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I need to come up with a solution for complicated file transfer. I can do this, but I want to know if anybody knows of an open source solution that already does 90% of what I want to do.

The requirements are very odd. Don't try to understand them, they are a hellish mixture of politics, territory, and bureaucracy.

I control two servers, each which grab files from a group of upstream sources. I have some influence (but not total control) over the sources. My two servers collect these files and link new files into a processing directory (this is a bit simplified).

My two servers, let's call them A and B, now must send these files to a pair of servers downstream. I have almost no control over the downstream servers, let's call them X and Y.

  1. Files are uniquely identified by their filename. If it's got the same filename, it's the same file.
  2. There is a potentially endless flow of files. Their names contain a timestamp.
  3. Servers A and B (my servers) will typically get the same files. If file shows up on server A, it will 98% likely show up on server B with the same filename.
  4. A and B must push the files they receive to X and Y, using sftp or similiar. I am not allowed to install software on X and Y. I am not allowed a shell account, even a restricted one. Now it gets weird:
  5. Each file received by A and/or B must be copied ONCE by A or B (but not both) to EITHER X or Y but not both.
  6. The sources upstream from me may contain duplicate copies of the same file (this isn't a problem for me at the A/B servers, each of them can keep track of what they pull).
  7. Failures of A, B, X, or Y must be tolerated (as long as its partner is still active). The flow of files from ==> A/B ==> X/Y must not stop.

What gets me about all of this is the point that my local department would like the files duplicated between A and B, for safety sake, but the downstream receivers (a different department) insist that they want X and Y for failover ... but each file must only be copied to A or B, never both (or only in rare situations). If the downstream people would just manage duplicate files, it would be easy(er). Given that filenames quickly identify duplication, it's really not hard. Oh well, they don't want to do that. Even though a failure of X or Y would potentially lose some files. Go figure.

So I'm working on an algorithm to do all of this, and I've made some progress, but it's going to be a little complicated to deal with race conditions, failure of nodes, restart of nodes, the mostly-independent nature of A and B, etc. I'm going to be a little upset if after a month of effort a friend says "Why didn't you just use SuperOpenSourceSolution? You could have got it working in one day!"

So ... does anybody know of an out-of-the-box (or nearly so) solution? I know that there general MFT solutions out there but I haven't heard that they can do this sort of thing.

I've had a look at rsync but I can't see how it would handle the weird distribution.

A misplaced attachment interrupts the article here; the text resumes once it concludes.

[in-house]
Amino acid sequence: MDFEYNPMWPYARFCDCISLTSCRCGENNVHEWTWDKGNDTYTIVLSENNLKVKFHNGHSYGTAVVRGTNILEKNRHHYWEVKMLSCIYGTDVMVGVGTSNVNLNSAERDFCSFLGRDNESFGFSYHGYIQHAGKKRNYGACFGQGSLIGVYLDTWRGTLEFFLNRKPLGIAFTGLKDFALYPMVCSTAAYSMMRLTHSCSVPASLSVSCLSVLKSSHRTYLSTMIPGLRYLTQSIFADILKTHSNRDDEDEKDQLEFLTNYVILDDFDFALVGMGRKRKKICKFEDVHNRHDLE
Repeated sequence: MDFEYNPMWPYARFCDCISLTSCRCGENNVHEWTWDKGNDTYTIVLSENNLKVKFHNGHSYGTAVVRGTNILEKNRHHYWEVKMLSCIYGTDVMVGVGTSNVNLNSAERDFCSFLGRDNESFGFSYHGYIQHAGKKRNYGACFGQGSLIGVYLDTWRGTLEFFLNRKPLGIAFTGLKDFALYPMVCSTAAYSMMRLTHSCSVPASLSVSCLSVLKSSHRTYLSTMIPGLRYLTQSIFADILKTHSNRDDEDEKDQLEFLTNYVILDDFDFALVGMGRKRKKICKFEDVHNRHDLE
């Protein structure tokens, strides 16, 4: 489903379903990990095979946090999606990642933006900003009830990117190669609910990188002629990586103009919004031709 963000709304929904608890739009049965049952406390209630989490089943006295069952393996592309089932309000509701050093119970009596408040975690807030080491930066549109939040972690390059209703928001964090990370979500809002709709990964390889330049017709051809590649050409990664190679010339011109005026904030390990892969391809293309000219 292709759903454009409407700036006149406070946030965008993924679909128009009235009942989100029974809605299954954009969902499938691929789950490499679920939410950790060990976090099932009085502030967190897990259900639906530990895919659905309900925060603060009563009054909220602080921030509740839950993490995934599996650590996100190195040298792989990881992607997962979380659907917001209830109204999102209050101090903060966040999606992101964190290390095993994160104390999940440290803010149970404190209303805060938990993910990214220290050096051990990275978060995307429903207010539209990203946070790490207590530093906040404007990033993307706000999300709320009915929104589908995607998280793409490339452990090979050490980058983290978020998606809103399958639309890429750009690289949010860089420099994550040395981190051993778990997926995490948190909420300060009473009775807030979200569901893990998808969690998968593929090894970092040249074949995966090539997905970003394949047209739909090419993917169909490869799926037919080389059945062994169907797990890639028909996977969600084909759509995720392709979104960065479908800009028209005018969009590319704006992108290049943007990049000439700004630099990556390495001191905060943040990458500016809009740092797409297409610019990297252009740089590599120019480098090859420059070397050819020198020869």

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closed as off-topic by Kevin Brown, JasonMArcher, rene, Infinite Recursion, Pang Jul 2 at 1:39

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Wow! looks almost but not quite entirely unlike real life! – belisarius has settled Jul 16 '10 at 6:02
Do you need to re-transmit the files already sent to X if X fails? (I mean ... send it to Y) – belisarius has settled Jul 16 '10 at 6:08
Is this a bank? Sounds typical. – Mau Jul 16 '10 at 9:59
1) It isn't a bank, but the bureaucracy/paranoia is similar 2) Re-transmit? No. But that's an interesting question. The downstream guys are a little inconsistant about how important the files are. 3) Real life? Reality is a sandwich I did not order -- Zippy the Pinhead. – dougkiwi Jul 18 '10 at 21:24

1 Answer 1

It looks like condition (5) is the toughy and would be mitigated somewhat if A and B can query the state of X and Y which you don't specify.

This reminds me of the NNTP Ihave/Sendme protocol which may be of some use.

If you are not freely able to make "do you have P" requests of machines X and Y, I've got a feeling that the task may be provably impossible like the classic Two Army Problem. If this is so, then you have to do what designers faced with impossible constraints do and either provide a satisficing solution (e.g. TCP 4,3-way handshake) which works enough of the time or if "good enough" isn't good enough then you have to show management that they have literally asked the impossible.

I know you said not to ask, but why would idempotent transfers be prohibited as in constraint (5)?

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Thanks, msw! It's funny to be referred to a usenet protocol, as usenet was the first internet service I ever used, and I loved it. I will keep the ihave/sendme protocol in mind for my next meeting with the downstream designers, maybe we can come to an agreement. The Two Army reference may give my request some weight. Thanks again! – dougkiwi Jul 18 '10 at 21:19
Regarding the 'Two army": This kind of problems need TRANSACTIONS. But you need cooperation between the two parts to implement them. Nevertheless, to be sure that the files are really (or not) there, you will need a two phase commit ... – belisarius has settled Jul 19 '10 at 12:55

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